Dauntsey’s Dozen are 12 books the school’s English department would like pupils to have read independently during their time at the school.
‘It has been a very difficult challenge for the department to select just 12 books, but we wanted to encourage pupils to keep a book by their bed and develop the habit of reading on a regular basis,’ said Andrew Brown, head of English. ‘There is a mix of fiction and non-fiction and even a collection of poetry. We have tried to select books that have been around for a little while and still stand up to scrutiny. The idea is to read them in order, with number one being a good book to read in the first-form and number 12, pretty essential for a sixth-former. However, we feel that they are suitable for all ages.’
Dauntsey’s Dozen is as follows:
Book 1. The Wolfe Wilder by Katherine Rundell. Rundell is a very exciting writer. Her novels are beautifully written, ambitious, often magical and loved by her readers. She is an excellent journalist too, with an outstanding on-line archive of reviews and nature writing. This novel is set in Russia and a wolf wilder is the opposite of a wolf tamer. It develops from there.
Book 2. Cuckoo Song by Frances Hardinge. This is a few years old now and Hardinge has written some amazing novels since. This is a weird tale, set in 1920s England, full of references to early jazz music and cinema but, most importantly, it’s about a little girl whose doll starts to talk to her.
Book 3. Noughts and Crosses by Malorie Blackman. We haven’t yet met anyone who did not love this novel. It deals with more adult themes of racism and teenage self-harm but opens discussion of those themes in a sensitive and provocative style. Blackman has received an OBE for services to children’s literature and was for a while the Children’s Laureate.
Book 4. Notes from a Small Island by Bill Bryson. This is the sort of book that makes people laugh out loud while reading on the train. Bill Bryson is American and lived in Britain for many years. This is the book he wrote about Great Britain as he found it in the 1990s. Not much has changed really.
Book 5. I Am Malala: The Story of the Girl who stood up for Education and was shot by the Taliban by Malala Yousafzai. Malala’s story is well-known: shot by people who were opposed to the idea of girls attending school, she recovered and went on to not only return to school but to become a campaigner for education throughout the world. This memoir discusses questions of identity and nationality and is a great way to start thinking about some of the world’s more complex questions.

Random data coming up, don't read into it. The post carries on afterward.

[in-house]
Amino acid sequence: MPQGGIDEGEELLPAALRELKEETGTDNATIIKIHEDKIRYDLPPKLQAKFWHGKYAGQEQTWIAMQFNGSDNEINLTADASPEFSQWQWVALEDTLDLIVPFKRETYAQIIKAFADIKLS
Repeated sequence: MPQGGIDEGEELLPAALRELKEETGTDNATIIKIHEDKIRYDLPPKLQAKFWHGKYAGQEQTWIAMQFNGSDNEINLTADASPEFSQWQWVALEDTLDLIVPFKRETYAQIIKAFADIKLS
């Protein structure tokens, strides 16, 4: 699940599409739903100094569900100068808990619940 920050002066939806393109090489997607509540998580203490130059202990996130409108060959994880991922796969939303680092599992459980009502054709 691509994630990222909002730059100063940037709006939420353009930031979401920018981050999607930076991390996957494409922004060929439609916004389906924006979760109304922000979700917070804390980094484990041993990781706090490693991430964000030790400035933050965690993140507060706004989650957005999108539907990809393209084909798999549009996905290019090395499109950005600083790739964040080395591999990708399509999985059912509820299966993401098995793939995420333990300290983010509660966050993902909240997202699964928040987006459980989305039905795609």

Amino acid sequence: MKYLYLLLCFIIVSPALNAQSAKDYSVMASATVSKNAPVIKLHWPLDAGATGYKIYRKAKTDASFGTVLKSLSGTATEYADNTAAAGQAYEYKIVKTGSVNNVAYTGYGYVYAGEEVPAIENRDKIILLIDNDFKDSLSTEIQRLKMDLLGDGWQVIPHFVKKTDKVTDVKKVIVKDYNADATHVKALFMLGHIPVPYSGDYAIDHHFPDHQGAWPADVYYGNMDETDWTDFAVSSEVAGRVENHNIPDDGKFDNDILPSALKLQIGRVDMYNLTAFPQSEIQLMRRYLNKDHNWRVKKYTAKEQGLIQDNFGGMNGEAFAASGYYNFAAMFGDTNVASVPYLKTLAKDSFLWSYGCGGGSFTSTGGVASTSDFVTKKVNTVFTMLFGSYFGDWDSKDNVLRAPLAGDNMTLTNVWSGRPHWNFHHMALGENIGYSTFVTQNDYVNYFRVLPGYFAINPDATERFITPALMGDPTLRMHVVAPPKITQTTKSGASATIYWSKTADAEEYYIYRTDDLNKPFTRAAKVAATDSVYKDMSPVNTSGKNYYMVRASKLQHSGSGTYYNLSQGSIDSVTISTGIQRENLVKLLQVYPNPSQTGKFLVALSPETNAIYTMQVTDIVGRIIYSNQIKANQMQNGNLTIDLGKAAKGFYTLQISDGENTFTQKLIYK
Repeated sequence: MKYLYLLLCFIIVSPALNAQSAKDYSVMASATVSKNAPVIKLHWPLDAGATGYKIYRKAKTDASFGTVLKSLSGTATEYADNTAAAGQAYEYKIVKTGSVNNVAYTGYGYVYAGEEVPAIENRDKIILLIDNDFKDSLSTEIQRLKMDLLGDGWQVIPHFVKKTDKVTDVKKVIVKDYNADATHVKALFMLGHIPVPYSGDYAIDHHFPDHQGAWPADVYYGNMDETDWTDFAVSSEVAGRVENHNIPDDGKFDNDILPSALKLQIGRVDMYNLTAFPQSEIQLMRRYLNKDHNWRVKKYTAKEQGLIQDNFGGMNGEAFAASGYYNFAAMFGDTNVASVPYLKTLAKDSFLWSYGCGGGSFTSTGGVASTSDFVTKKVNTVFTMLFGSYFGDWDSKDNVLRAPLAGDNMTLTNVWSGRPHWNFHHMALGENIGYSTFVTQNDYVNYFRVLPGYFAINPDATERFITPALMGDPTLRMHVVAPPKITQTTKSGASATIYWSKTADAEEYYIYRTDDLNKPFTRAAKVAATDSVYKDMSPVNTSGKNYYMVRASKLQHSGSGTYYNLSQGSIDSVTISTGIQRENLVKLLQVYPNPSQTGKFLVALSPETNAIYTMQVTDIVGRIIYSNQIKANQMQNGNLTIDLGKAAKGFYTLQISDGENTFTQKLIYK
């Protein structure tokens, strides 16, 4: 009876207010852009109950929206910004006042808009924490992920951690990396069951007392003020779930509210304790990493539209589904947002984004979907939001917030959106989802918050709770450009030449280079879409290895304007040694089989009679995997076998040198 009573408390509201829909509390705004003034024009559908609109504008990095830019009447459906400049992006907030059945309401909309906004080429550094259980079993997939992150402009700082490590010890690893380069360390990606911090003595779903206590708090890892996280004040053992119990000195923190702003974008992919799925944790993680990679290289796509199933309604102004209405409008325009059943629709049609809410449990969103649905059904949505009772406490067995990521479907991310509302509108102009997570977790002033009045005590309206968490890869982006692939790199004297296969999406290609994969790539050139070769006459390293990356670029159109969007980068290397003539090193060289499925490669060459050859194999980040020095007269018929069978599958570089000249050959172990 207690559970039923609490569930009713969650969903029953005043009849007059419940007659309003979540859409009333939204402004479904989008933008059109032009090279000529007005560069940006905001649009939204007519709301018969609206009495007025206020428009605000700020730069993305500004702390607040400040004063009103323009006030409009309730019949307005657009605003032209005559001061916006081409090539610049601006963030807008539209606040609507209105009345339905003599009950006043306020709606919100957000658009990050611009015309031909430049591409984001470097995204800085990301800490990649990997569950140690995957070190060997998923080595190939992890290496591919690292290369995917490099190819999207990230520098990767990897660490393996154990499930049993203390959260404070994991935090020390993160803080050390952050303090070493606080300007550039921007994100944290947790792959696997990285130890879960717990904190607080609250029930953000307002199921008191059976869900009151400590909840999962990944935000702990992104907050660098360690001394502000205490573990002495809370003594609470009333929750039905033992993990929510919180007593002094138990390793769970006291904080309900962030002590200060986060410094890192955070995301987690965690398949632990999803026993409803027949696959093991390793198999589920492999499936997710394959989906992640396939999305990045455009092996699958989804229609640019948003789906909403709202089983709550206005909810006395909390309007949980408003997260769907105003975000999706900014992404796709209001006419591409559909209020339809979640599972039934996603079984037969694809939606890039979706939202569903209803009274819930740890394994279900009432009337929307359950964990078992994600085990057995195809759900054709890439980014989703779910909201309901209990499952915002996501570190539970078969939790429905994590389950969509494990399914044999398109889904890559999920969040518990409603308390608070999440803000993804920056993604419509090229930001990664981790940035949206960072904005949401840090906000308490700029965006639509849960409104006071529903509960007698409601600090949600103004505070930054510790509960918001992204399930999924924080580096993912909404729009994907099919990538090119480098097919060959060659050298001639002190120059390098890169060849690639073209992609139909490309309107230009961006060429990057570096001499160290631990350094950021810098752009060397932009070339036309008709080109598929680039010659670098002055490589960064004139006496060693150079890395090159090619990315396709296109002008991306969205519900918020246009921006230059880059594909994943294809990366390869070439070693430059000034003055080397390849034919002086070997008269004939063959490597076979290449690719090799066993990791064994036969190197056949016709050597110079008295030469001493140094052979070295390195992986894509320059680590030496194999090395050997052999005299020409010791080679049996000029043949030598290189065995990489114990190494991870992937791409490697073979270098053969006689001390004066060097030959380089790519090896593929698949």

Book 6. The Curious Incident of the Dog in the Night-Time by Mark Haddon. The narrator of this detective novel, Christopher, is autistic. He doesn’t see the world as most others do. The events of the novel take him out of his comfort zone and challenge him in unexpected ways. It’s a pacy, original story, with some really engaging characters.
Book 7. KID by Simon Armitage. Armitage is the current Poet Laureate. This is one of his earliest collections and, we think, his most successful. Reading a poetry collection is quite an unusual thing to do but can be hugely rewarding. Keep this by your bed and read the odd poem every now and again.
Book 8. Jane Eyre by Charlotte Brontë. The only real ‘classic’ on our list. Austen, Dickens and Hardy all have their place, but this is the one that we managed to agree that we had all enjoyed as teenagers ourselves, or at least that we knew plenty of teenagers who had loved it.
Book 9. BLINK by Malcolm Gladwell. The market in pop psychology or self-help books is enormous. Esquire magazine says that this book “might just change your life”. Our English Department believes that any book might just change your life, but this exploration of intuition and instinct, delivered in Gladwell’s compelling and engaging style, is as good a place to start as any.
Book 10. The Hitchhiker’s Guide to the Galaxy by Douglas Adams. This has never been bettered as a piece of comic English writing. The story of Arthur Dent, who is rescued from Earth as it is destroyed to make way for a hyperspatial express route, is told with a measure of insanity and weirdness that has made this collection of novels one of the most popular to have ever been written. Don’t panic!
Book 11. Brave New World by Aldous Huxley. This is one of the very first novels in the dystopian genre that has taken over publishing in the last few years. Originally written in 1932, it still feels relevant today, exploring how control over reproduction and the use of psychological manipulation techniques create a terrifyingly ‘perfect’ society.
Book 12. A Room of One’s Own by Virginia Woolf. This is an extended essay about the role of women in the world. Woolf writes about women’s need for financial independence as well as the need for a room of their own in which to write. Her argument expands to explore women’s education and their roles in history and literature. Sixth formers trying to find an essay-style can learn a lot from here.
Find Dauntsey’s online listing here